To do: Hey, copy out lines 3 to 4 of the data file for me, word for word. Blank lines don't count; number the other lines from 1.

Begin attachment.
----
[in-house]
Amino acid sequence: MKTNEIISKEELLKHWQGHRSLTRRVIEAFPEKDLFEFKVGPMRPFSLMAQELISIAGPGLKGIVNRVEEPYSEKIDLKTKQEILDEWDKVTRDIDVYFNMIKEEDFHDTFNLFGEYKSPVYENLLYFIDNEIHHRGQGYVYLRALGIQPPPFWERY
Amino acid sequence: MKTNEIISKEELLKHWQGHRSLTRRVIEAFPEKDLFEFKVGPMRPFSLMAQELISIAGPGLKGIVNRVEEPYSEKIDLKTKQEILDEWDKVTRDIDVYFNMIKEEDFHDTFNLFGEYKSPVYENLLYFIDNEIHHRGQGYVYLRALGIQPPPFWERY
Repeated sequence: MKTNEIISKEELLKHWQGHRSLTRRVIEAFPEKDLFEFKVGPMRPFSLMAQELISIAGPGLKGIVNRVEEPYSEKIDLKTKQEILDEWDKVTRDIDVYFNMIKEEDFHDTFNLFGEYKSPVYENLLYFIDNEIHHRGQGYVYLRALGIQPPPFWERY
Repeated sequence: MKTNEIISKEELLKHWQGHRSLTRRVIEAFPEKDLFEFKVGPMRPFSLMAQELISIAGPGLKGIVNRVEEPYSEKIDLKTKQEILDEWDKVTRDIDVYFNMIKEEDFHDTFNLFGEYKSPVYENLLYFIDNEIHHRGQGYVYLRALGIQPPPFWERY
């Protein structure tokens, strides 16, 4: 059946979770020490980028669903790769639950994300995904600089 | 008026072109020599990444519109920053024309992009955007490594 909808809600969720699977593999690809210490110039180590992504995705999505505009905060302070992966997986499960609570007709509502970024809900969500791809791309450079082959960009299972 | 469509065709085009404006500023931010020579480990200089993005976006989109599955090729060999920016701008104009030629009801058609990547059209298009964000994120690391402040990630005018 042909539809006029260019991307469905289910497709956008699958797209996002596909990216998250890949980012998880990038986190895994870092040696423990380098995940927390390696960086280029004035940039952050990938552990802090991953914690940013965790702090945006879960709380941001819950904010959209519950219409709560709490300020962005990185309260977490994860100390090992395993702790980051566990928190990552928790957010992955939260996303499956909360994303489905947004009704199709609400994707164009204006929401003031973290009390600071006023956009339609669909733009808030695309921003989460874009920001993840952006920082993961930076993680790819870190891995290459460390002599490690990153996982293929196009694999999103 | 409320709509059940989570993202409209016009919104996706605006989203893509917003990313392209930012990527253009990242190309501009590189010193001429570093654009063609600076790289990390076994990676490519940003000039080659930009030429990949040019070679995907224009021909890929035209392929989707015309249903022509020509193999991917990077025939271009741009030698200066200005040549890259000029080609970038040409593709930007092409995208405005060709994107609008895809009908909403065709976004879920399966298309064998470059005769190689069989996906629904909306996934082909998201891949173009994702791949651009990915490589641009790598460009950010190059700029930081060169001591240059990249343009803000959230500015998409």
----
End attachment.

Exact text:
Amino acid sequence: MKTNEIISKEELLKHWQGHRSLTRRVIEAFPEKDLFEFKVGPMRPFSLMAQELISIAGPGLKGIVNRVEEPYSEKIDLKTKQEILDEWDKVTRDIDVYFNMIKEEDFHDTFNLFGEYKSPVYENLLYFIDNEIHHRGQGYVYLRALGIQPPPFWERY
Repeated sequence: MKTNEIISKEELLKHWQGHRSLTRRVIEAFPEKDLFEFKVGPMRPFSLMAQELISIAGPGLKGIVNRVEEPYSEKIDLKTKQEILDEWDKVTRDIDVYFNMIKEEDFHDTFNLFGEYKSPVYENLLYFIDNEIHHRGQGYVYLRALGIQPPPFWERY